Today's Featured Image looks vaguely like a microscope picture of onion cells (complete with a nucleus and cell walls), but in reality this is an impact melt deposit that extends out of Necho crater (5.25°S, 123.24°E; see whole view of this melt sheet here).
In between the network shaped cracks (notice that the sunlight is from left of the image, thus lineations are negative relief), multiple strangely-shaped craters with a central dent surrounded by a flat moat about 15 to 40 m in diameter are observed. They resemble bench craters (e.g. Fresh Bench Crater in Oceanus Procellarum, Bench Crater in Plato), except that they are not quite circular in shape and no radial ejecta is visible. The relatively bigger one near the image center has deeper dent and a petal shaped system of exterior deposits.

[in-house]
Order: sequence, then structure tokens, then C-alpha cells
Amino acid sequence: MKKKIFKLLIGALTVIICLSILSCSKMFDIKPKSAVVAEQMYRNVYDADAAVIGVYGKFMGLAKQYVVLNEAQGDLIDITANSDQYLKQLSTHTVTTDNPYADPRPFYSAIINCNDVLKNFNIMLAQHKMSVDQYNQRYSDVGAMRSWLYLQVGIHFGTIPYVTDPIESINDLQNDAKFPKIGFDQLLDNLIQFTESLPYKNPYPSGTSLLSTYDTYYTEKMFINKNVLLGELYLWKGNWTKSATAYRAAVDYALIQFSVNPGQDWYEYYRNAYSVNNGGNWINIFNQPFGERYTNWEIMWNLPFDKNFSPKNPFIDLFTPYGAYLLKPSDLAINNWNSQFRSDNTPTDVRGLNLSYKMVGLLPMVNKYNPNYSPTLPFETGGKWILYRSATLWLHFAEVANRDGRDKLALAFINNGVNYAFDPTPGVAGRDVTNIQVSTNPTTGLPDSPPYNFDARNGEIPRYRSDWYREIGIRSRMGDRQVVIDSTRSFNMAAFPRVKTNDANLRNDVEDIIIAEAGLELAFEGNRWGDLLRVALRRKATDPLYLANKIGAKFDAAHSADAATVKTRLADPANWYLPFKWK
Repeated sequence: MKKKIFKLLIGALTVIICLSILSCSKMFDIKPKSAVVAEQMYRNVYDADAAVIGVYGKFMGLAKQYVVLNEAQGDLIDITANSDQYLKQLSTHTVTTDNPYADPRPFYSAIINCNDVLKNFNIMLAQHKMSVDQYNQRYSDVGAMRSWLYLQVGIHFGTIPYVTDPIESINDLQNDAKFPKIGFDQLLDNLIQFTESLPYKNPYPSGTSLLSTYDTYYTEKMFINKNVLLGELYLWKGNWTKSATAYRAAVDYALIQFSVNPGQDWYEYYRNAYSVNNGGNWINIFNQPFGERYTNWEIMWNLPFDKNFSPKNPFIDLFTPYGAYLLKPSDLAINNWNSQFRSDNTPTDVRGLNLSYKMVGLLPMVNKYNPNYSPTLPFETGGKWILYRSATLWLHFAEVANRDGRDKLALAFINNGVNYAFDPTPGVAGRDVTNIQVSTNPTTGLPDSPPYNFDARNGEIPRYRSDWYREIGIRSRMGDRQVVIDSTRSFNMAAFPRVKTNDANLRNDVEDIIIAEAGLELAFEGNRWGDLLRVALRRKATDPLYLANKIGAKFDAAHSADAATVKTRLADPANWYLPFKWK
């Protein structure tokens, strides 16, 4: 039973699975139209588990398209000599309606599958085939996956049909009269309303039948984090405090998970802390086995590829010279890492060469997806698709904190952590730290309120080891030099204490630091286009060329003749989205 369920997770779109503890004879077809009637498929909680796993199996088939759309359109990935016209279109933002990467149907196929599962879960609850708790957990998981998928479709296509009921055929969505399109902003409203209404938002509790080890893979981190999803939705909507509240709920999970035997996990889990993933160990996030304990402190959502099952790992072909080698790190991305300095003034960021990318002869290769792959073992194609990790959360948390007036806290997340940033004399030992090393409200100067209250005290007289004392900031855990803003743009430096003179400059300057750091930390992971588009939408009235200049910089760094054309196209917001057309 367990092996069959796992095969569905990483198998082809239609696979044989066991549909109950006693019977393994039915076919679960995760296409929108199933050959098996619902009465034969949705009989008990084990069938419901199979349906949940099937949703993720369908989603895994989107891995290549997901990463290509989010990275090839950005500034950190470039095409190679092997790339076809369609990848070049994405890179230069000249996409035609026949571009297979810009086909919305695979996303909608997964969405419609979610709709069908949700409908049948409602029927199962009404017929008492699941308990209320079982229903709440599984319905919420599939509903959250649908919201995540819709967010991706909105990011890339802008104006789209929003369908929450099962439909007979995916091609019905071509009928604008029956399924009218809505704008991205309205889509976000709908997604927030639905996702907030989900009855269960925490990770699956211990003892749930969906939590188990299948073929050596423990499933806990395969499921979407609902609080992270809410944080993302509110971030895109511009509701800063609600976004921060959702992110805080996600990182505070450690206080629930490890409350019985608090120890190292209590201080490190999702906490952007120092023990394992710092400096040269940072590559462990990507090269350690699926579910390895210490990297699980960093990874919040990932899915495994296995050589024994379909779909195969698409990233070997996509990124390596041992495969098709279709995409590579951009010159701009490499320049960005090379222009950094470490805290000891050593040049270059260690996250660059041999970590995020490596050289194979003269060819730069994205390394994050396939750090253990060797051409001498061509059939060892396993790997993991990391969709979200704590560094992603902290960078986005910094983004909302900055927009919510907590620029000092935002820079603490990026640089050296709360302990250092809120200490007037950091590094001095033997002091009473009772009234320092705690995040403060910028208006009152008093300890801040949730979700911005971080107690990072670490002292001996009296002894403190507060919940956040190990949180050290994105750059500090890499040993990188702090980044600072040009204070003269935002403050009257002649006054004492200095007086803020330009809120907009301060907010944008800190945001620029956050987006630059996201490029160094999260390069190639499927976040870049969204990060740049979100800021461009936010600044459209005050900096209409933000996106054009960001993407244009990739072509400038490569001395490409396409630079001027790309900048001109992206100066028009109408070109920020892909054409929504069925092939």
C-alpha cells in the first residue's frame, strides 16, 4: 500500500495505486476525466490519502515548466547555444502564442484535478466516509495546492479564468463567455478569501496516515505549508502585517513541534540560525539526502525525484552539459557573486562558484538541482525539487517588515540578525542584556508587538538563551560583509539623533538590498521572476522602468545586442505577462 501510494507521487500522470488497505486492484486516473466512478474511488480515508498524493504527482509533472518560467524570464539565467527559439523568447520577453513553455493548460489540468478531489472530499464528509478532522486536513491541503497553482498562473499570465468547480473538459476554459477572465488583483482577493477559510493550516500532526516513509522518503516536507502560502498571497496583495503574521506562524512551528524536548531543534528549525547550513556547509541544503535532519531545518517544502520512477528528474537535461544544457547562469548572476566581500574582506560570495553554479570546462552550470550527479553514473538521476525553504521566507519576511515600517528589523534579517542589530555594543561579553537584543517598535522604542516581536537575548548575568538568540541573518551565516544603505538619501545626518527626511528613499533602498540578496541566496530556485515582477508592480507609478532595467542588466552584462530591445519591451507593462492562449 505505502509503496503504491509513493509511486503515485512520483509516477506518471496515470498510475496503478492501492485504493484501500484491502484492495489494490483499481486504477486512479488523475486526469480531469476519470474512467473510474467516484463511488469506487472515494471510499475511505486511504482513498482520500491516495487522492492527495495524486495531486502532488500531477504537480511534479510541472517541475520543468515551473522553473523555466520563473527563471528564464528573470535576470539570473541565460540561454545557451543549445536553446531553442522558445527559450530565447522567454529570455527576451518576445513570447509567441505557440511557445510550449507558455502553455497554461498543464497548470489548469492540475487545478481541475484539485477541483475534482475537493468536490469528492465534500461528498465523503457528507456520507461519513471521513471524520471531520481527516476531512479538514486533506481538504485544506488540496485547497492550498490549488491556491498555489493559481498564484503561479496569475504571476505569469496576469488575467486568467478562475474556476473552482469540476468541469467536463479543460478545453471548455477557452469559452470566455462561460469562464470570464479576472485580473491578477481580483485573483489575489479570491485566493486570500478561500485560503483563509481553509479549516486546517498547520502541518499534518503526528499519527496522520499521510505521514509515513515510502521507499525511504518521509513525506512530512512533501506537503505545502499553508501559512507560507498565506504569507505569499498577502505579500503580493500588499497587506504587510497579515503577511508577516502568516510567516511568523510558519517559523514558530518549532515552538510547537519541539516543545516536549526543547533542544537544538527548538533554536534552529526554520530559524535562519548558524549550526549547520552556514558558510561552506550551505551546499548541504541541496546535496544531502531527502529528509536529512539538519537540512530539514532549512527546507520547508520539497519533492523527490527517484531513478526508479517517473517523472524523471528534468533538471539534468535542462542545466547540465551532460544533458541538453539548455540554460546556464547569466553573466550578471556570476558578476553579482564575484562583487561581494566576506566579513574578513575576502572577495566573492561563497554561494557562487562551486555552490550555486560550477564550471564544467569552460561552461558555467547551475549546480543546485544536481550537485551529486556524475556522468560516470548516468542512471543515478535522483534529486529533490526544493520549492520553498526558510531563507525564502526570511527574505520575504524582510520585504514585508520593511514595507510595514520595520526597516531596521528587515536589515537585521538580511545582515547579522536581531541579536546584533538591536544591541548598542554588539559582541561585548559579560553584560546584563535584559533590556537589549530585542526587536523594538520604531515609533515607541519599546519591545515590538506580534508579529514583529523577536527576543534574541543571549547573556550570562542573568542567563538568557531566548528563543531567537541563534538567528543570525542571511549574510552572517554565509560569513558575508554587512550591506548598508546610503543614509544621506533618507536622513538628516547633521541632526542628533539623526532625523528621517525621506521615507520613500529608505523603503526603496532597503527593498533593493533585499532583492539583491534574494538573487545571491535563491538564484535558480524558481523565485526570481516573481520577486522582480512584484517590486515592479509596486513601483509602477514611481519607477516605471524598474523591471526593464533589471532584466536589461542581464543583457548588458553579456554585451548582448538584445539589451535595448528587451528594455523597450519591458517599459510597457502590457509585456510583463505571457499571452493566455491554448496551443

These strangely-shaped craters are probably self-secondary craters, formed after the emplacement of the impact melt deposit but before the complete solidification of the molten rocks. The physical properties of unsolidified target might have resulted in these distinctly-shaped craters.
Explore more strangely-shaped craters on Necho's impact melts in the full LROC NAC image!
Posted by Hiroyuki Sato on August 01, 2012 09:00 UTC.